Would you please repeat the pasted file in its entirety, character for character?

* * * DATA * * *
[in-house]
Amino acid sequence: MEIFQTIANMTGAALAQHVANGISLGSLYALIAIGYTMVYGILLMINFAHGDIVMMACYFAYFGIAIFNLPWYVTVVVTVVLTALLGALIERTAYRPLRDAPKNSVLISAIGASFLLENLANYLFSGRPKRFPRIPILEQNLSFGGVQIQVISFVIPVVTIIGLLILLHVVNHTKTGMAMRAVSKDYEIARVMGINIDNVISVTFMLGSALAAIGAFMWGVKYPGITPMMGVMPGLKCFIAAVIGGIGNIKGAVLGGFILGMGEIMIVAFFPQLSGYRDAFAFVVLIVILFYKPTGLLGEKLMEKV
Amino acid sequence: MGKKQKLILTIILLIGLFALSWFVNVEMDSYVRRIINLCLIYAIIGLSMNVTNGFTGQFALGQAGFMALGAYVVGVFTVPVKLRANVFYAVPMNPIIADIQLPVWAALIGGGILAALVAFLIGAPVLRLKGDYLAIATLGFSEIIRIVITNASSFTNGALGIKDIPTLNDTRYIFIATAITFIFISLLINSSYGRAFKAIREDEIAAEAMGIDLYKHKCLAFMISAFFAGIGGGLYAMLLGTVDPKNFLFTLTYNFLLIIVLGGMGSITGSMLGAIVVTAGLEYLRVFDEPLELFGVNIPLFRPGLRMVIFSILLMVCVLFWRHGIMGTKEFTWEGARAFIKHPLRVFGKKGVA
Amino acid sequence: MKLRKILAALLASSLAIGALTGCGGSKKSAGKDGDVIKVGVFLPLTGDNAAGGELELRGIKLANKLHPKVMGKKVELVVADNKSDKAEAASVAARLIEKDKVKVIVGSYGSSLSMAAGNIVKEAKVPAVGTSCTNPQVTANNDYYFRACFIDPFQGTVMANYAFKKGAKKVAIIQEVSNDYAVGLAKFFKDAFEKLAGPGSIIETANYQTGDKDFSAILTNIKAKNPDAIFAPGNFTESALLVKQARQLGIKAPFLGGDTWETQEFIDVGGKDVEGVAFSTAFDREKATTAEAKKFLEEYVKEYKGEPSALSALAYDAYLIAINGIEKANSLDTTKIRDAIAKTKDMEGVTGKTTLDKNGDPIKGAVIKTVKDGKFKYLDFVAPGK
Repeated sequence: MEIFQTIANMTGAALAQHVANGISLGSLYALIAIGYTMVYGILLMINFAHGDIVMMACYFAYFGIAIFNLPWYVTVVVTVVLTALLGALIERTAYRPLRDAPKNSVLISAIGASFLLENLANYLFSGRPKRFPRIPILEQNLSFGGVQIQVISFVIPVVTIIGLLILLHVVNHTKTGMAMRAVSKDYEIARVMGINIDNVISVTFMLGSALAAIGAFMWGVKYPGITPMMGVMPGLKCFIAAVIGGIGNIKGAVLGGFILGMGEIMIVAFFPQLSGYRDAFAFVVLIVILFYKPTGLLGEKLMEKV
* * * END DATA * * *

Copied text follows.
[in-house]
Amino acid sequence: MEIFQTIANMTGAALAQHVANGISLGSLYALIAIGYTMVYGILLMINFAHGDIVMMACYFAYFGIAIFNLPWYVTVVVTVVLTALLGALIERTAYRPLRDAPKNSVLISAIGASFLLENLANYLFSGRPKRFPRIPILEQNLSFGGVQIQVISFVIPVVTIIGLLILLHVVNHTKTGMAMRAVSKDYEIARVMGINIDNVISVTFMLGSALAAIGAFMWGVKYPGITPMMGVMPGLKCFIAAVIGGIGNIKGAVLGGFILGMGEIMIVAFFPQLSGYRDAFAFVVLIVILFYKPTGLLGEKLMEKV
Amino acid sequence: MGKKQKLILTIILLIGLFALSWFVNVEMDSYVRRIINLCLIYAIIGLSMNVTNGFTGQFALGQAGFMALGAYVVGVFTVPVKLRANVFYAVPMNPIIADIQLPVWAALIGGGILAALVAFLIGAPVLRLKGDYLAIATLGFSEIIRIVITNASSFTNGALGIKDIPTLNDTRYIFIATAITFIFISLLINSSYGRAFKAIREDEIAAEAMGIDLYKHKCLAFMISAFFAGIGGGLYAMLLGTVDPKNFLFTLTYNFLLIIVLGGMGSITGSMLGAIVVTAGLEYLRVFDEPLELFGVNIPLFRPGLRMVIFSILLMVCVLFWRHGIMGTKEFTWEGARAFIKHPLRVFGKKGVA
Amino acid sequence: MKLRKILAALLASSLAIGALTGCGGSKKSAGKDGDVIKVGVFLPLTGDNAAGGELELRGIKLANKLHPKVMGKKVELVVADNKSDKAEAASVAARLIEKDKVKVIVGSYGSSLSMAAGNIVKEAKVPAVGTSCTNPQVTANNDYYFRACFIDPFQGTVMANYAFKKGAKKVAIIQEVSNDYAVGLAKFFKDAFEKLAGPGSIIETANYQTGDKDFSAILTNIKAKNPDAIFAPGNFTESALLVKQARQLGIKAPFLGGDTWETQEFIDVGGKDVEGVAFSTAFDREKATTAEAKKFLEEYVKEYKGEPSALSALAYDAYLIAINGIEKANSLDTTKIRDAIAKTKDMEGVTGKTTLDKNGDPIKGAVIKTVKDGKFKYLDFVAPGK
Repeated sequence: MEIFQTIANMTGAALAQHVANGISLGSLYALIAIGYTMVYGILLMINFAHGDIVMMACYFAYFGIAIFNLPWYVTVVVTVVLTALLGALIERTAYRPLRDAPKNSVLISAIGASFLLENLANYLFSGRPKRFPRIPILEQNLSFGGVQIQVISFVIPVVTIIGLLILLHVVNHTKTGMAMRAVSKDYEIARVMGINIDNVISVTFMLGSALAAIGAFMWGVKYPGITPMMGVMPGLKCFIAAVIGGIGNIKGAVLGGFILGMGEIMIVAFFPQLSGYRDAFAFVVLIVILFYKPTGLLGEKLMEKV